Like bunnies; the multiplicity of the digitally witnessed moment

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Jennifer Chen

What is it that a screen does as intermediary between the witness and the moment? What happens as the act is captured, and given a new beginning and end, new dramatic beats and punctuation?

When the act has been captured, what happens to the veracity of the compressed act, its components split and sent as separate packages?

Knowing that these few transfiguration happen, not even what they do, what implications does this have for the documentarian? Even with the understanding that they have the privilege (or burden) of choosing when a moment is born how do they reckon with the ability to watch the moment on mute, or as a gif? The is moment reformed in the screen, more or less, with captions maybe, and an ident at the beginning or a watermark. The witness receives it a couple of inches across or stretched across the side of a building and then a second documentarian might capture that moment and then whats become of the first one?

I say capturing, but more accurately I mean subdue – as it will take off bounding down the street and start reproducing as soon as look at you. I tell you, no one will be agile enough to catch up to it, let alone compare it to how it looks now compared to before it was squished and stretched and reformed and everything. Not the the documentarian, the witness, the other documentarian or the moments offspring, nor even the bystanders of the thing that happened in the first place.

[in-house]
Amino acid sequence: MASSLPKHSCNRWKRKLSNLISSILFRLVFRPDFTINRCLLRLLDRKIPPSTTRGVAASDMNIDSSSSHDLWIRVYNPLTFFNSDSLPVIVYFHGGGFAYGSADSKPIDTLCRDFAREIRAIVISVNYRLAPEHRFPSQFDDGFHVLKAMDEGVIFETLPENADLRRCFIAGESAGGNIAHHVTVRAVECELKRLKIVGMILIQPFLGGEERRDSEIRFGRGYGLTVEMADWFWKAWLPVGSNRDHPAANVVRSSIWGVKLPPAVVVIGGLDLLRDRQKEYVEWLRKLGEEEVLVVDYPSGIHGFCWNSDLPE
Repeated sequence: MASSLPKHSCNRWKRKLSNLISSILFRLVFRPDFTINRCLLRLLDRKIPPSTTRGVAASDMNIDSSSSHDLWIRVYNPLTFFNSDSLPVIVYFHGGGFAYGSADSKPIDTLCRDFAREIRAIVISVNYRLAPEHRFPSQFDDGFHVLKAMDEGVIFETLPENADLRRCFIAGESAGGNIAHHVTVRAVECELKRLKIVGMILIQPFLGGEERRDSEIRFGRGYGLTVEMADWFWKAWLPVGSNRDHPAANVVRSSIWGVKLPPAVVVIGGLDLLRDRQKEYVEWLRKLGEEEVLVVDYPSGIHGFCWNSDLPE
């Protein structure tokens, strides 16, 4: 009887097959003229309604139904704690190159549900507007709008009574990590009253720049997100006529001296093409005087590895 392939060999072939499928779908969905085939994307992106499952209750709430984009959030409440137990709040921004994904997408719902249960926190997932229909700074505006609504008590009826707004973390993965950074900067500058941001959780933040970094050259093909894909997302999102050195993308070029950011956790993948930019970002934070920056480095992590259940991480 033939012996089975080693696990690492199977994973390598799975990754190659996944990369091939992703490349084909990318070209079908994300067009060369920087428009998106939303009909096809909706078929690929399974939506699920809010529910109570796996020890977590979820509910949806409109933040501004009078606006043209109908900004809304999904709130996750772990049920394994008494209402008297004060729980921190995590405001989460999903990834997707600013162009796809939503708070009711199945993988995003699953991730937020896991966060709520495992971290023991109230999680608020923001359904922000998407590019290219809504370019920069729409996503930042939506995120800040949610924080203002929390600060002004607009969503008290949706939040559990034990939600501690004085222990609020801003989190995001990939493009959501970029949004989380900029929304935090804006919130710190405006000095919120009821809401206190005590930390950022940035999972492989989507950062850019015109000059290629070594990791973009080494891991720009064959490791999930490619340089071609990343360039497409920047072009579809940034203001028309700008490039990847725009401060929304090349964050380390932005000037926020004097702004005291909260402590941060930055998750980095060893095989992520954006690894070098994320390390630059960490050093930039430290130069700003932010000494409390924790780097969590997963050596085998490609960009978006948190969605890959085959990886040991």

And don’t even get me started on the archivist. First you have to round up all the baby moments and split them into packages again to save them in some form– which is really just breeding them. Then you have to give them names, or try and get them in some semblance of order which just creates more babies. Someone will come and want to come and see the moments which really just enables the moments to mingle and network and shag and make more versions of themselves. Someone will want to restore one that doesn’t look as expected and there pops out another six. You can’t stop them – they’re like rabbits.

I was watching a film with a friend recently who speaks English as a second language. We watched a film in English with English subtitles. We noticed after a little while that the words spoken by the actors were not the same as the subtitles. Someone said something like, ‘Come in, take a seat why don’t you’, and the subtitles read ‘Sit down’. The two versions of speech had very distinct tonal differences and it sent us reeling. We couldn’t finish the thing. If it were dubbed too, I don’t think we would have recovered. But I mean if we can’t keep a scripted moment consistent, what hope in hell do we have of accurately subduing, packaging and sharing a moment found in the wild. I think we may have to resign ourselves to letting them roam free, and to reach the next witness with whatever battle scars they’ve picked up. Probably the most we can do is tag them.

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